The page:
UK/US - Experts fear the future of "hybrid" pensions could be in the balance after a US judge ruled that cash-balance schemes were discriminatory on grounds of age.
The ruling is particularly relevant in the UK, which is currently consulting on its own age discrimination legislation.
The US ruling follows a class action by 130,000 members of the IBM Personal Pension Plan against the computer giant.
They claimed older workers in the cash-balance scheme were being unfairly disadvantaged.
IBM said the plan – where benefits accrue steadily over time rather than increasing in value near retirement – was fair and better for its relatively young workforce, many of whom were likely to change careers and employers several times.
But the States District Court for the Southern District of Illinois did not agree and deemed the plan age discriminatory.
IBM has appealed but if the ruling is upheld it could have severe ramifications in the UK, as it suggests that many hybrid plans could be illegal under pending age discrimination laws.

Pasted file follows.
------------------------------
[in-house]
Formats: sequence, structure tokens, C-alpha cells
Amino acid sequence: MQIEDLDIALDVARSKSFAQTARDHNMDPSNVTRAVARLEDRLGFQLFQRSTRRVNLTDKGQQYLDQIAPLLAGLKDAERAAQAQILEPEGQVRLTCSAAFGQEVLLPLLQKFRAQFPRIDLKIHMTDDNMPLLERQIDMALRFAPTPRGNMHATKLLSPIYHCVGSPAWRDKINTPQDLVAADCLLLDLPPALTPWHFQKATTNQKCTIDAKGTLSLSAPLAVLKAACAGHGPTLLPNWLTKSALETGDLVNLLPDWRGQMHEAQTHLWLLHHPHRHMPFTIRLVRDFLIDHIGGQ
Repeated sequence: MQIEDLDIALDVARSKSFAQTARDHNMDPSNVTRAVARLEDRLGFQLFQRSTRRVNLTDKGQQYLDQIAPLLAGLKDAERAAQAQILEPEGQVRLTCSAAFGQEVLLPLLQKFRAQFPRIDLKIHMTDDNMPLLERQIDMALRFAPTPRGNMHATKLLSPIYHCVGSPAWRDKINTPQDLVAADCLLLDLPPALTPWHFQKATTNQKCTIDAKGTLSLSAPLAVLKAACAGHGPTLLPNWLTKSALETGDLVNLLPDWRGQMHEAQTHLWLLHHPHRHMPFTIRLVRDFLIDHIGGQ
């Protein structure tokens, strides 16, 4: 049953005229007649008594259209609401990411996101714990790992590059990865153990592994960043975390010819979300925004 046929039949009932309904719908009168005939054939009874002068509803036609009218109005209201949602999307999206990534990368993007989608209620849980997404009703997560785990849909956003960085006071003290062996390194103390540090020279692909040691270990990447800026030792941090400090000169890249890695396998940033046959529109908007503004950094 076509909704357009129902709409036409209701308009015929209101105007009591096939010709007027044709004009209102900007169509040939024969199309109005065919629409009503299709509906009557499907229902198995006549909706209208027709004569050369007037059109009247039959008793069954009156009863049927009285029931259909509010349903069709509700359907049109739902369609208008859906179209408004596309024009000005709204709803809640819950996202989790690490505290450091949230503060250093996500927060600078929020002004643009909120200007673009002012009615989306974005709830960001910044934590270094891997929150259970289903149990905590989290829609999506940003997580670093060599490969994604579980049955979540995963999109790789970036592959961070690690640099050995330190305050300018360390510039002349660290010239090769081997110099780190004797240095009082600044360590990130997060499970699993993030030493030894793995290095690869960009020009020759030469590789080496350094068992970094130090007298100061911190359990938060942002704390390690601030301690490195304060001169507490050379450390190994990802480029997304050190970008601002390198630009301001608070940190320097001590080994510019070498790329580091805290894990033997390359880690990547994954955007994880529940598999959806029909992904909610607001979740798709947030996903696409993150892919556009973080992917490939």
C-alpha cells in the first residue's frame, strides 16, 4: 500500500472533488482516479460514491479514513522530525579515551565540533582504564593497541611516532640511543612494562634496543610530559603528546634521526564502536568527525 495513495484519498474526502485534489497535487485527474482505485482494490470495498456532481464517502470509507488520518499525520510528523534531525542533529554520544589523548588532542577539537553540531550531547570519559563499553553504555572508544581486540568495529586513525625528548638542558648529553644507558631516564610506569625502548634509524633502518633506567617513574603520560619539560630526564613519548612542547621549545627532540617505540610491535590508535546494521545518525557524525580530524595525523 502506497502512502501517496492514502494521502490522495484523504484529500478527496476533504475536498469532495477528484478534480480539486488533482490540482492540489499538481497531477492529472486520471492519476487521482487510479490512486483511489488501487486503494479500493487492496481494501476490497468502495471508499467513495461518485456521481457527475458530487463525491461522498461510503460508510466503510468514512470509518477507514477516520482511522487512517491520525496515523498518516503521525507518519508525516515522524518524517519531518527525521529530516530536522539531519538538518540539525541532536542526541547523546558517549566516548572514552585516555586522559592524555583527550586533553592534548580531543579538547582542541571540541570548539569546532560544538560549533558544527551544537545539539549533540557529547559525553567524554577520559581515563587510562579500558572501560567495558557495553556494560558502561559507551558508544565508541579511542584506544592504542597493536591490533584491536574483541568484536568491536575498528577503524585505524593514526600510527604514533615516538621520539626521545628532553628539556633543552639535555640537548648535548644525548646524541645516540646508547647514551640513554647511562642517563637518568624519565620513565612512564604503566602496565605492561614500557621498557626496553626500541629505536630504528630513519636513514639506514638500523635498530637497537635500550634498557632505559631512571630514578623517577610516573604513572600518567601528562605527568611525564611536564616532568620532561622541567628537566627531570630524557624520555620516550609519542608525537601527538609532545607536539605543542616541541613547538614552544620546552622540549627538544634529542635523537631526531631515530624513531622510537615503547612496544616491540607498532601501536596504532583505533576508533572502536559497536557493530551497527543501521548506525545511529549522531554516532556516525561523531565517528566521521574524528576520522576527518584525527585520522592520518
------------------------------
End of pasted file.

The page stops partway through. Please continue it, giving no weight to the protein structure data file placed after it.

The EU employment directive requires legislation to outlaw age discrimination by December 2006.
Mercer Human Resource Consulting senior legal consultant Stephen Hart said it was not yet clear what the government had in mind with its age discrimination consultation paper.
He said: “The paper doesn’t go into great detail about pensions.
“It doesn’t look as if government will go down this route but it could. It is something we have to be concerned about.”
Allen & Overy senior associate Penny Cogher agreed that the judgement was cause for some concern. But she stressed that the UK’s age discrimination legislation originated from the EU and it would be misleading to read too much into a decision based on US laws.
American Benefits Council president James Klein commented: “A decision like this sends one more negative signal to employers that ‘no good deed goes unpunished’.
“It penalises employers trying to provide their workers with a pension that is funded by the employer and guaranteed by the government, as opposed to requiring workers to rely solely on employee-funded retirement alternatives.”
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